- Precision Agriculture Agronomy Session by Aaron, Stephanie, Jac Nault & Jason Webster.
- Managing & Harvesting Your Farm Data by Karon Cowan of AgTech GIS
- Financing Agriculture Technologies Panel by Dr. Amit, David Macmillan, Dan & Wade Barnes.
- Variable Rate Fertility Overview by Mike Duncan and Rick Willemse.
Following a short break. Jason Tatge, President, Farm mobile presented on “Farm Data Management”, in which he underscored why data is one the most valuable things a farmer harvests. That was followed by Agri-Trends Founder Rob Saik’s presentation on “Building a Dream from the ground up” and how his team has been working on building a network of Agri and Geo Coaches to help farmers.
A welcome reception was held at the trade show to encourage conference delegates to visit the trade show booths and meet Precision Ag experts, socialize with attendees, and network.
On the second day of the conference registration started early followed by breakfast and opening of the Trade show.
The early bird breakout session had two concurrent sessions about:
- Precision Agriculture Technology Results by Paul Raymer, Practical Precision.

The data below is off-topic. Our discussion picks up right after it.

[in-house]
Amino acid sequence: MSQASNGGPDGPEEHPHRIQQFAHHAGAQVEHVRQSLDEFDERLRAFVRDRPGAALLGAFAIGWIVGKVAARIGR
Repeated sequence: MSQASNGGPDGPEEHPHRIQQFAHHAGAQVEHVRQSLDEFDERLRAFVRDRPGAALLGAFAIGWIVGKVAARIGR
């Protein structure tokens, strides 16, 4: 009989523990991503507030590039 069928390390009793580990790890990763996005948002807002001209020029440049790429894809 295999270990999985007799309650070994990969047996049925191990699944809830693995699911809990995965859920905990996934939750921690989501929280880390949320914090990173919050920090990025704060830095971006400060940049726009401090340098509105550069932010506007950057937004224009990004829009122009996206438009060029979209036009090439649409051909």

- Introduction to LaserAg-Revolutionary New Soil Testing Systems and Workshop by Jacques Nault, LaserAg-Logiag Inc.
In the Opening main session, there were two presentations:
Lisa Prassack, a well-known Agri Food Innovation expert presented on “The future & potential of Technology in the Agriculture & Food Industry”, in which she underlined the importance of farmers storing their farm data.
Nevin McDougall, president Agro art Group, spoke about “Why Innovation & Sustainability Strategies Are Critical to Your Farm & Business Success”.
There was a Precision Agronomy & Research Panel Presentation by Noah Freeman, Jason Webster and Dale Cowan and then following a Coffee break there were breakout concurrent presentations on:
- Unmanned Systems: UAVs, Images, Services & Regulations by Felix Weber, Norm Lamothe and Charles Vidal
- Farmer Software & Technology Update by Chris Creek and Glen Kroeker
- Back to Basics – The Evergreen Revolution by Greg Patterson
- Precision Farm Machinery Update by Darryl Lacey and Greg Kitching
- Variable Rate Seeding Trial, Fungicide Trial & Trial Best Practices by Dale Cowan and Ben Gist.
A Luncheon Keynote Presentation about “Innovation & Agriculture Business Outlook for 2016” by J.P Grevis and Aron Gampel followed the lunch break. A Farmer Panel was moderated by Lisa Prassack in which four farmers from various parts of North America described their experience in Precision Agriculture and interacted with experts, following which, Wade Barnes, President, FarmersEdge presented on “What Farmers Are Doing in Western Canada / USA”.